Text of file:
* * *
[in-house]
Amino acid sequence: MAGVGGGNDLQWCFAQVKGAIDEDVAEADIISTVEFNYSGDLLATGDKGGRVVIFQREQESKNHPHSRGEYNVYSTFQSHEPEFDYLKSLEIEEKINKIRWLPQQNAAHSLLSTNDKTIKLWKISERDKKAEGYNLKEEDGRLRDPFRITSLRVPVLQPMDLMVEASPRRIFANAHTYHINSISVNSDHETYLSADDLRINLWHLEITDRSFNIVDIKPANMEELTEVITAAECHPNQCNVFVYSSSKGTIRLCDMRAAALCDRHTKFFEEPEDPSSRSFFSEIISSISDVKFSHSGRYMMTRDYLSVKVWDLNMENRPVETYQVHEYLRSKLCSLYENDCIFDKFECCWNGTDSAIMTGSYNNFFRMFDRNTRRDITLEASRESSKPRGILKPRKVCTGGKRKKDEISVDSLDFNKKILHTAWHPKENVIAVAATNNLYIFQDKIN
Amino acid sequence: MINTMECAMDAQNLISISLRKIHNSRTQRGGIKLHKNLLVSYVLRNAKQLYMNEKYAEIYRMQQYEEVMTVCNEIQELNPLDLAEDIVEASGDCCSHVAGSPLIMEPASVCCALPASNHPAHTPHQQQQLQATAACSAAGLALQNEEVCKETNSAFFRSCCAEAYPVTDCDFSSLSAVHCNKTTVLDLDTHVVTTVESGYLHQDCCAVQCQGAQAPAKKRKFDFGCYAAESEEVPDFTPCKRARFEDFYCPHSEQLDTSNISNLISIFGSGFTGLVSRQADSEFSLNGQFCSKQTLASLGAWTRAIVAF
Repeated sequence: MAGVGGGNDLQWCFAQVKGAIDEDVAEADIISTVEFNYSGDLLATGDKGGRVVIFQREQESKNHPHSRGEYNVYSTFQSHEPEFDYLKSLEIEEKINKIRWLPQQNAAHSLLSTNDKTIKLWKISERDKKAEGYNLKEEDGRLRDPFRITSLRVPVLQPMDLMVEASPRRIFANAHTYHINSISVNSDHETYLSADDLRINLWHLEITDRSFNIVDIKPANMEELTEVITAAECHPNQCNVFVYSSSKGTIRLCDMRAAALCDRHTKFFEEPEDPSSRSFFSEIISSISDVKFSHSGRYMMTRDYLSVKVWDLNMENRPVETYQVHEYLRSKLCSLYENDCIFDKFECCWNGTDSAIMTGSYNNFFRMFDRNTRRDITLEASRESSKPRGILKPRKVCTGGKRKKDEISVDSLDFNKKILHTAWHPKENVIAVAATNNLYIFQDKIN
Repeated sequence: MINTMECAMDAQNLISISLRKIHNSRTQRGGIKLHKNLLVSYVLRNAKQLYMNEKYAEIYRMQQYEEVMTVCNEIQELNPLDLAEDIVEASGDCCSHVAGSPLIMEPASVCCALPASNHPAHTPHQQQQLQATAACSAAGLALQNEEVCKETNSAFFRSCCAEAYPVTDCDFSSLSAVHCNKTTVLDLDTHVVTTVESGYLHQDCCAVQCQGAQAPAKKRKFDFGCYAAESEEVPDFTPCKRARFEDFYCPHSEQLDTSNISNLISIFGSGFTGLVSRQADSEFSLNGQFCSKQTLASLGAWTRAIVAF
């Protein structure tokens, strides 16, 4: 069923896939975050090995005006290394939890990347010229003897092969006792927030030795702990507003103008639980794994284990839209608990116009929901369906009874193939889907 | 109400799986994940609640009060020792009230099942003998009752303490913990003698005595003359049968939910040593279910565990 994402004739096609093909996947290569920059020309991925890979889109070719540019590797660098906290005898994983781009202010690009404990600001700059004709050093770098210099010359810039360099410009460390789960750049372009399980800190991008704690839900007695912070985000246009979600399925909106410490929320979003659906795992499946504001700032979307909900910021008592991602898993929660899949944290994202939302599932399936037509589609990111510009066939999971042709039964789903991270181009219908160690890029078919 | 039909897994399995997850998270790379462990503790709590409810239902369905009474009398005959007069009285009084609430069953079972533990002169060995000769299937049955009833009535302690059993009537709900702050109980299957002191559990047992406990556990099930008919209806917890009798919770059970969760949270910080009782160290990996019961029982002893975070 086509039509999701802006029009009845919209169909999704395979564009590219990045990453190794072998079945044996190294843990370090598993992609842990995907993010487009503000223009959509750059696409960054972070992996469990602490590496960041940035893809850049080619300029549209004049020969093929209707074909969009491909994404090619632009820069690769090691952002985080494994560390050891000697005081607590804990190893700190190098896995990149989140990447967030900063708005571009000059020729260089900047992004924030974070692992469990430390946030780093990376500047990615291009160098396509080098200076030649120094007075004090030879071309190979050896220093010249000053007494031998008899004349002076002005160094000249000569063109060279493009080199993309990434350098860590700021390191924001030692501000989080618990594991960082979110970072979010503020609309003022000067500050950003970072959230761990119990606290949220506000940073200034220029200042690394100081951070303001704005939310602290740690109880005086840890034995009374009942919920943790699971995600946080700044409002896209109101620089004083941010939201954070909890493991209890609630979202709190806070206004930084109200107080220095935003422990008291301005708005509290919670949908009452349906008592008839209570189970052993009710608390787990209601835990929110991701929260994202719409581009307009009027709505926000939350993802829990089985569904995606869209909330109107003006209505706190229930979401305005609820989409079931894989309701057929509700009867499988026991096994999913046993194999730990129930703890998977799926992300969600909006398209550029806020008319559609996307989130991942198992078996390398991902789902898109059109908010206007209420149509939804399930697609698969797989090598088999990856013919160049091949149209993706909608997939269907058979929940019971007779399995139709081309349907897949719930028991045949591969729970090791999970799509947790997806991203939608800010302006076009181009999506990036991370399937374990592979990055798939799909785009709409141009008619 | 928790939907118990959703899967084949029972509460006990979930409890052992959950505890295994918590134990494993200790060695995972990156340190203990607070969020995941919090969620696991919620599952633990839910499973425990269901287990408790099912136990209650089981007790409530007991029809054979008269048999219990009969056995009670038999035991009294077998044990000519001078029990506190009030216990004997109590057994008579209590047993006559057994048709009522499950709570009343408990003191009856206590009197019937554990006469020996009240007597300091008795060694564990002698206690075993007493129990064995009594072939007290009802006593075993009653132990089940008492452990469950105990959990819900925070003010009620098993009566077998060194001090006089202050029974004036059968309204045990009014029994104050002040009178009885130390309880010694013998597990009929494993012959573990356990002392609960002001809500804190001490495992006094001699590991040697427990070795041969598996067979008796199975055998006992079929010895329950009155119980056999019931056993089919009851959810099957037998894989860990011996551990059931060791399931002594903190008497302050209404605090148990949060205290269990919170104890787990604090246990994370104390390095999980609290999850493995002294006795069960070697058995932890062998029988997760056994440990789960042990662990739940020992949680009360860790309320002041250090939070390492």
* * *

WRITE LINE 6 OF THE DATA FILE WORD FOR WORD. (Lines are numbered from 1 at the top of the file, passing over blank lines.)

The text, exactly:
């Protein structure tokens, strides 16, 4: 069923896939975050090995005006290394939890990347010229003897092969006792927030030795702990507003103008639980794994284990839209608990116009929901369906009874193939889907 | 109400799986994940609640009060020792009230099942003998009752303490913990003698005595003359049968939910040593279910565990 994402004739096609093909996947290569920059020309991925890979889109070719540019590797660098906290005898994983781009202010690009404990600001700059004709050093770098210099010359810039360099410009460390789960750049372009399980800190991008704690839900007695912070985000246009979600399925909106410490929320979003659906795992499946504001700032979307909900910021008592991602898993929660899949944290994202939302599932399936037509589609990111510009066939999971042709039964789903991270181009219908160690890029078919 | 039909897994399995997850998270790379462990503790709590409810239902369905009474009398005959007069009285009084609430069953079972533990002169060995000769299937049955009833009535302690059993009537709900702050109980299957002191559990047992406990556990099930008919209806917890009798919770059970969760949270910080009782160290990996019961029982002893975070 086509039509999701802006029009009845919209169909999704395979564009590219990045990453190794072998079945044996190294843990370090598993992609842990995907993010487009503000223009959509750059696409960054972070992996469990602490590496960041940035893809850049080619300029549209004049020969093929209707074909969009491909994404090619632009820069690769090691952002985080494994560390050891000697005081607590804990190893700190190098896995990149989140990447967030900063708005571009000059020729260089900047992004924030974070692992469990430390946030780093990376500047990615291009160098396509080098200076030649120094007075004090030879071309190979050896220093010249000053007494031998008899004349002076002005160094000249000569063109060279493009080199993309990434350098860590700021390191924001030692501000989080618990594991960082979110970072979010503020609309003022000067500050950003970072959230761990119990606290949220506000940073200034220029200042690394100081951070303001704005939310602290740690109880005086840890034995009374009942919920943790699971995600946080700044409002896209109101620089004083941010939201954070909890493991209890609630979202709190806070206004930084109200107080220095935003422990008291301005708005509290919670949908009452349906008592008839209570189970052993009710608390787990209601835990929110991701929260994202719409581009307009009027709505926000939350993802829990089985569904995606869209909330109107003006209505706190229930979401305005609820989409079931894989309701057929509700009867499988026991096994999913046993194999730990129930703890998977799926992300969600909006398209550029806020008319559609996307989130991942198992078996390398991902789902898109059109908010206007209420149509939804399930697609698969797989090598088999990856013919160049091949149209993706909608997939269907058979929940019971007779399995139709081309349907897949719930028991045949591969729970090791999970799509947790997806991203939608800010302006076009181009999506990036991370399937374990592979990055798939799909785009709409141009008619 | 928790939907118990959703899967084949029972509460006990979930409890052992959950505890295994918590134990494993200790060695995972990156340190203990607070969020995941919090969620696991919620599952633990839910499973425990269901287990408790099912136990209650089981007790409530007991029809054979008269048999219990009969056995009670038999035991009294077998044990000519001078029990506190009030216990004997109590057994008579209590047993006559057994048709009522499950709570009343408990003191009856206590009197019937554990006469020996009240007597300091008795060694564990002698206690075993007493129990064995009594072939007290009802006593075993009653132990089940008492452990469950105990959990819900925070003010009620098993009566077998060194001090006089202050029974004036059968309204045990009014029994104050002040009178009885130390309880010694013998597990009929494993012959573990356990002392609960002001809500804190001490495992006094001699590991040697427990070795041969598996067979008796199975055998006992079929010895329950009155119980056999019931056993089919009851959810099957037998894989860990011996551990059931060791399931002594903190008497302050209404605090148990949060205290269990919170104890787990604090246990994370104390390095999980609290999850493995002294006795069960070697058995932890062998029988997760056994440990789960042990662990739940020992949680009360860790309320002041250090939070390492």